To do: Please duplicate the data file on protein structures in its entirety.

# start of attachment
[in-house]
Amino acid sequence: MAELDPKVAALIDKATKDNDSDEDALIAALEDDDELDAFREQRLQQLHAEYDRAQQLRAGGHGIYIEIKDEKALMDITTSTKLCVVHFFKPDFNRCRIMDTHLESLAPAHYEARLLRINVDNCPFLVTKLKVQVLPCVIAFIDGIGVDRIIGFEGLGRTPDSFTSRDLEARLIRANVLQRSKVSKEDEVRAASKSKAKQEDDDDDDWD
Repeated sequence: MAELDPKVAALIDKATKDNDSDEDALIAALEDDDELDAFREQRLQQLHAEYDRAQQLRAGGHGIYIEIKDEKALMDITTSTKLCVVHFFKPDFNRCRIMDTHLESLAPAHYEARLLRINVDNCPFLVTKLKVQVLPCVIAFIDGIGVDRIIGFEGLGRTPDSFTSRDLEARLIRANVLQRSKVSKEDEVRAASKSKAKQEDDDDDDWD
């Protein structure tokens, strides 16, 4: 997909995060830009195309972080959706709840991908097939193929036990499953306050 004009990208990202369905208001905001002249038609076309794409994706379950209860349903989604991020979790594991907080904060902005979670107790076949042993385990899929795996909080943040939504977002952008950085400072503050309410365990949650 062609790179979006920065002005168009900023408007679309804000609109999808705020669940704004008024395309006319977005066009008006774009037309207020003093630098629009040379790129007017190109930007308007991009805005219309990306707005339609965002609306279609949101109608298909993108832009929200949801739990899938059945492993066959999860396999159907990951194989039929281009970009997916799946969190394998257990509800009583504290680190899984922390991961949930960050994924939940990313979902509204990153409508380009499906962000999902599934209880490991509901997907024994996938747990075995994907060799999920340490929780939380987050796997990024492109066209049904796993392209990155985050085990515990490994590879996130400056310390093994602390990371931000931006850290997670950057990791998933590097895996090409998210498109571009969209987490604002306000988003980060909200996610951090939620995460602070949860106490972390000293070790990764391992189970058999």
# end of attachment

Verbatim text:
[in-house]
Amino acid sequence: MAELDPKVAALIDKATKDNDSDEDALIAALEDDDELDAFREQRLQQLHAEYDRAQQLRAGGHGIYIEIKDEKALMDITTSTKLCVVHFFKPDFNRCRIMDTHLESLAPAHYEARLLRINVDNCPFLVTKLKVQVLPCVIAFIDGIGVDRIIGFEGLGRTPDSFTSRDLEARLIRANVLQRSKVSKEDEVRAASKSKAKQEDDDDDDWD
Repeated sequence: MAELDPKVAALIDKATKDNDSDEDALIAALEDDDELDAFREQRLQQLHAEYDRAQQLRAGGHGIYIEIKDEKALMDITTSTKLCVVHFFKPDFNRCRIMDTHLESLAPAHYEARLLRINVDNCPFLVTKLKVQVLPCVIAFIDGIGVDRIIGFEGLGRTPDSFTSRDLEARLIRANVLQRSKVSKEDEVRAASKSKAKQEDDDDDDWD
């Protein structure tokens, strides 16, 4: 997909995060830009195309972080959706709840991908097939193929036990499953306050 004009990208990202369905208001905001002249038609076309794409994706379950209860349903989604991020979790594991907080904060902005979670107790076949042993385990899929795996909080943040939504977002952008950085400072503050309410365990949650 062609790179979006920065002005168009900023408007679309804000609109999808705020669940704004008024395309006319977005066009008006774009037309207020003093630098629009040379790129007017190109930007308007991009805005219309990306707005339609965002609306279609949101109608298909993108832009929200949801739990899938059945492993066959999860396999159907990951194989039929281009970009997916799946969190394998257990509800009583504290680190899984922390991961949930960050994924939940990313979902509204990153409508380009499906962000999902599934209880490991509901997907024994996938747990075995994907060799999920340490929780939380987050796997990024492109066209049904796993392209990155985050085990515990490994590879996130400056310390093994602390990371931000931006850290997670950057990791998933590097895996090409998210498109571009969209987490604002306000988003980060909200996610951090939620995460602070949860106490972390000293070790990764391992189970058999």